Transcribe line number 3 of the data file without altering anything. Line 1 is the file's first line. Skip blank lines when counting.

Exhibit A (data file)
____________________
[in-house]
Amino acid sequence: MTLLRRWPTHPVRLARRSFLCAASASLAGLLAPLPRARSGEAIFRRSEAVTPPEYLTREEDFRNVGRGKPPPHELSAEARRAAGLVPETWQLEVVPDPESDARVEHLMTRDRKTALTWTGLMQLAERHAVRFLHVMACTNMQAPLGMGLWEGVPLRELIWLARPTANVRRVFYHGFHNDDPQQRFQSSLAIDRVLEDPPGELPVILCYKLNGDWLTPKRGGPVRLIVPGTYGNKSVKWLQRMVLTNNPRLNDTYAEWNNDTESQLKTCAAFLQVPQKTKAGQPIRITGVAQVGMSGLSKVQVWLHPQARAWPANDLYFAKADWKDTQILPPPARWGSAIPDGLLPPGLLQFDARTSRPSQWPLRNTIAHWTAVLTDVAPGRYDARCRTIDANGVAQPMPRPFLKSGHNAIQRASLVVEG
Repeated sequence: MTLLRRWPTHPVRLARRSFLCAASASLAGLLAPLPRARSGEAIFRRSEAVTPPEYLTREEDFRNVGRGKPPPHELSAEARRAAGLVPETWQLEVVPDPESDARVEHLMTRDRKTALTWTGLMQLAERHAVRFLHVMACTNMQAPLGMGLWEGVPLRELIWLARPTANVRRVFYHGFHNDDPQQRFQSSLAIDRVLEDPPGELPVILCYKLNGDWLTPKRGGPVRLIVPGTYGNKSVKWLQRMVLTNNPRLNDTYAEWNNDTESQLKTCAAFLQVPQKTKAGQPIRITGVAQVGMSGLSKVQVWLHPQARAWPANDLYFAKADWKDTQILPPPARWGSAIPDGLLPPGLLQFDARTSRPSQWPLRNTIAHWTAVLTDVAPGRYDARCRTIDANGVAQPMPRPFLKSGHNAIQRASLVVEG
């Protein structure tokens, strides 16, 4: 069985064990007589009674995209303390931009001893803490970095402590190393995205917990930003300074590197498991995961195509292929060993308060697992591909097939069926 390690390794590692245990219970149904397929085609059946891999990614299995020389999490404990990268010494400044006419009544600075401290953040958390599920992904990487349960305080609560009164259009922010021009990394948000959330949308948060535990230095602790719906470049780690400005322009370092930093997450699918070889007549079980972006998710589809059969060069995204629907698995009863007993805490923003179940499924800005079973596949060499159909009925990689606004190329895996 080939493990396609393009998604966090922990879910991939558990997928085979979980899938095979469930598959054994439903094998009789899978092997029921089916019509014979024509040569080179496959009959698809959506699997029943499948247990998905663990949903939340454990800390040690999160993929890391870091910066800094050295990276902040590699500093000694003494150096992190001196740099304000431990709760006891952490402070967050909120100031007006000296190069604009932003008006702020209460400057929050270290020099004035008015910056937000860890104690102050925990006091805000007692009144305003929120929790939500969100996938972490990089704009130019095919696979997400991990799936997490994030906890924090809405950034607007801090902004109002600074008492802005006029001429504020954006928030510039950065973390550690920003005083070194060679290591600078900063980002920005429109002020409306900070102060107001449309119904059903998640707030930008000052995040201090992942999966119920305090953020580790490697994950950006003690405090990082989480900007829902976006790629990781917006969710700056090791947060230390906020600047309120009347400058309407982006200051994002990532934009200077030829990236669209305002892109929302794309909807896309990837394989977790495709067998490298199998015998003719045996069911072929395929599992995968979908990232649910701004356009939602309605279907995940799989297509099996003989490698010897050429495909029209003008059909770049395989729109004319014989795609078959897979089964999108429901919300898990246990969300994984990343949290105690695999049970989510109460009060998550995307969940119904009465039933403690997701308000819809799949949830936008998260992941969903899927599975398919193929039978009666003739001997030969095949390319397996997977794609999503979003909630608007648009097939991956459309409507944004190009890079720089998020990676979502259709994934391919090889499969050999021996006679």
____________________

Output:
Repeated sequence: MTLLRRWPTHPVRLARRSFLCAASASLAGLLAPLPRARSGEAIFRRSEAVTPPEYLTREEDFRNVGRGKPPPHELSAEARRAAGLVPETWQLEVVPDPESDARVEHLMTRDRKTALTWTGLMQLAERHAVRFLHVMACTNMQAPLGMGLWEGVPLRELIWLARPTANVRRVFYHGFHNDDPQQRFQSSLAIDRVLEDPPGELPVILCYKLNGDWLTPKRGGPVRLIVPGTYGNKSVKWLQRMVLTNNPRLNDTYAEWNNDTESQLKTCAAFLQVPQKTKAGQPIRITGVAQVGMSGLSKVQVWLHPQARAWPANDLYFAKADWKDTQILPPPARWGSAIPDGLLPPGLLQFDARTSRPSQWPLRNTIAHWTAVLTDVAPGRYDARCRTIDANGVAQPMPRPFLKSGHNAIQRASLVVEG